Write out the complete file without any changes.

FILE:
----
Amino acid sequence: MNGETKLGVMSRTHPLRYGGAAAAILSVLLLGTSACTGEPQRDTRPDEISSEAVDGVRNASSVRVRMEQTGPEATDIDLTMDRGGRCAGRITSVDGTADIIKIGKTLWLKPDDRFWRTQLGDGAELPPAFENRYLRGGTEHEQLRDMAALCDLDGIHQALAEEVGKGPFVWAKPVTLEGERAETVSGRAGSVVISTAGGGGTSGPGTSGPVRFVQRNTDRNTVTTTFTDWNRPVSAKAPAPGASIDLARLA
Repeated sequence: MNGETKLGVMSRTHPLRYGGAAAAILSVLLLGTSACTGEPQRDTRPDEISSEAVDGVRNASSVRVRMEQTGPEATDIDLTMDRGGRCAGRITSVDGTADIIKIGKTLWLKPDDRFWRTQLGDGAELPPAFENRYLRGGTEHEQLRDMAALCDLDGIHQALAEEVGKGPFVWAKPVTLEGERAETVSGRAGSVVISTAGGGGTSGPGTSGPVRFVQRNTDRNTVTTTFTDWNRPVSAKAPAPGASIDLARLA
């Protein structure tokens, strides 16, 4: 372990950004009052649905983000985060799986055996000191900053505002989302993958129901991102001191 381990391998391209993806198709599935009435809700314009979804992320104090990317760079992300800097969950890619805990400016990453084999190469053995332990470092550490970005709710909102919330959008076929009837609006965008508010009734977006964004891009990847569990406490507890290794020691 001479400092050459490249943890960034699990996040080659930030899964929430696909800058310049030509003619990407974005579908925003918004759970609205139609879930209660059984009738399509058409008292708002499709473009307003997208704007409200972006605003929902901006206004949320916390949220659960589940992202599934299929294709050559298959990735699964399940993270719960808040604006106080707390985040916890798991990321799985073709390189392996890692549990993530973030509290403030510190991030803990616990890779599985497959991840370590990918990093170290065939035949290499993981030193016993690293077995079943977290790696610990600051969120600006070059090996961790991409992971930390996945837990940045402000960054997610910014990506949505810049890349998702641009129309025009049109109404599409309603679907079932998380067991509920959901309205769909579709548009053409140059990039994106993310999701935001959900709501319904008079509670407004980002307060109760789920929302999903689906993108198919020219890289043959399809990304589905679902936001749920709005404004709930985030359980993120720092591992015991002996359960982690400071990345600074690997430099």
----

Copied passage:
Amino acid sequence: MNGETKLGVMSRTHPLRYGGAAAAILSVLLLGTSACTGEPQRDTRPDEISSEAVDGVRNASSVRVRMEQTGPEATDIDLTMDRGGRCAGRITSVDGTADIIKIGKTLWLKPDDRFWRTQLGDGAELPPAFENRYLRGGTEHEQLRDMAALCDLDGIHQALAEEVGKGPFVWAKPVTLEGERAETVSGRAGSVVISTAGGGGTSGPGTSGPVRFVQRNTDRNTVTTTFTDWNRPVSAKAPAPGASIDLARLA
Repeated sequence: MNGETKLGVMSRTHPLRYGGAAAAILSVLLLGTSACTGEPQRDTRPDEISSEAVDGVRNASSVRVRMEQTGPEATDIDLTMDRGGRCAGRITSVDGTADIIKIGKTLWLKPDDRFWRTQLGDGAELPPAFENRYLRGGTEHEQLRDMAALCDLDGIHQALAEEVGKGPFVWAKPVTLEGERAETVSGRAGSVVISTAGGGGTSGPGTSGPVRFVQRNTDRNTVTTTFTDWNRPVSAKAPAPGASIDLARLA
């Protein structure tokens, strides 16, 4: 372990950004009052649905983000985060799986055996000191900053505002989302993958129901991102001191 381990391998391209993806198709599935009435809700314009979804992320104090990317760079992300800097969950890619805990400016990453084999190469053995332990470092550490970005709710909102919330959008076929009837609006965008508010009734977006964004891009990847569990406490507890290794020691 001479400092050459490249943890960034699990996040080659930030899964929430696909800058310049030509003619990407974005579908925003918004759970609205139609879930209660059984009738399509058409008292708002499709473009307003997208704007409200972006605003929902901006206004949320916390949220659960589940992202599934299929294709050559298959990735699964399940993270719960808040604006106080707390985040916890798991990321799985073709390189392996890692549990993530973030509290403030510190991030803990616990890779599985497959991840370590990918990093170290065939035949290499993981030193016993690293077995079943977290790696610990600051969120600006070059090996961790991409992971930390996945837990940045402000960054997610910014990506949505810049890349998702641009129309025009049109109404599409309603679907079932998380067991509920959901309205769909579709548009053409140059990039994106993310999701935001959900709501319904008079509670407004980002307060109760789920929302999903689906993108198919020219890289043959399809990304589905679902936001749920709005404004709930985030359980993120720092591992015991002996359960982690400071990345600074690997430099």